Ida Panicelli

  • Joyce Kozloff, Uncivil Wars: Battle of Appomattox Court House, 2021, acrylic on canvas, 34 × 42 1⁄2".

    Joyce Kozloff

    In September 2018, while working on Memory and Time, her public project at the Carroll A. Campbell Jr. Federal Courthouse in Greenville, South Carolina—unveiled this past summer—Joyce Kozloff was bewildered to find new Confederate flags decorating each gravestone in the local cemetery, dedicated to the hundreds of soldiers from that area who died during the American Civil War. Kozloff realized how deeply that conflict was ingrained in the Southern identity, and recognized the divisive power of that flag, those famous words by Mississippi-born novelist William Faulkner seeming tragically real:

  • Frederic Tuten, Sunday Morning for the Sombrero Family, 2020, pastel pencil and ink on cardboard, 16 x 12”.
    picks July 06, 2021

    Frederic Tuten

    Most famous for his ebullient 2019 memoir, My Young Life, the octogenarian author and art critic Frederic Tuten, encouraged by his lifelong friend Roy Lichtenstein, returned to painting and drawing while in his sixties after a decades-long break. In 2013, he began working on a series of pictures—intimate scenes of cozy interiors featuring elegant lamps, flowerpots, teacups, and kitchen tables—which he would regularly post to his Instagram.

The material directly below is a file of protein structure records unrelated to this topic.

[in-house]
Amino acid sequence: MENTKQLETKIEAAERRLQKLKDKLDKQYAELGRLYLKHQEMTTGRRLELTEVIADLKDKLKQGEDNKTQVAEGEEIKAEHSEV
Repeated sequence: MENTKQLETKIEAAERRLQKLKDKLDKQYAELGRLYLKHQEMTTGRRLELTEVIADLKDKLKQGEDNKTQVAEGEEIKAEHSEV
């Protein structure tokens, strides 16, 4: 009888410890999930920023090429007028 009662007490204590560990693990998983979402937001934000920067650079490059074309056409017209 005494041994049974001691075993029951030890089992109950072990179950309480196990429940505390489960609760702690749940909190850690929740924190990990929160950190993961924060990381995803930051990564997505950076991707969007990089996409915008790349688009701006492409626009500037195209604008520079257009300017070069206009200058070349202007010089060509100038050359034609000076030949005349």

But, recently, he left the confines of this small domestic world and with ink, crayon, pastel, and oil paint on cardboard, started making more complex and

  • View of “Nuti.Scarpa: È questa la prima o l’ultima notte sul nostro pianeta?” (Nuti.Scarpa: Is This the First or the Last Night on Our Planet?), 2021. From left: Lulù Nuti, Mari (Seas), 2020–21; Delfina Scarpa, Motore, remoto (Motor, Remote), 2020. Photo: Simon d’Exéa.

    Lulù Nuti and Delfina Scarpa

    In this exhibition, “Nuti.Scarpa: È questa la prima o l’ultima notte sul nostro pianeta?” (Nuti.Scarpa: Is This the First or the Last Night on Our Planet?), Lulù Nuti and Delfina Scarpa embarked on the discovery of geographies and fragments of a world in transformation. The two young Roman artists’ explorations took them from the sky to the ocean depths as they passed through almost fairytale gardens between day and night. Nuti (born 1988), the more nomadic of the two, works in Rome and Paris and is a passionate ocean traveler who once spent a monthlong residency on a cargo ship. Scarpa (born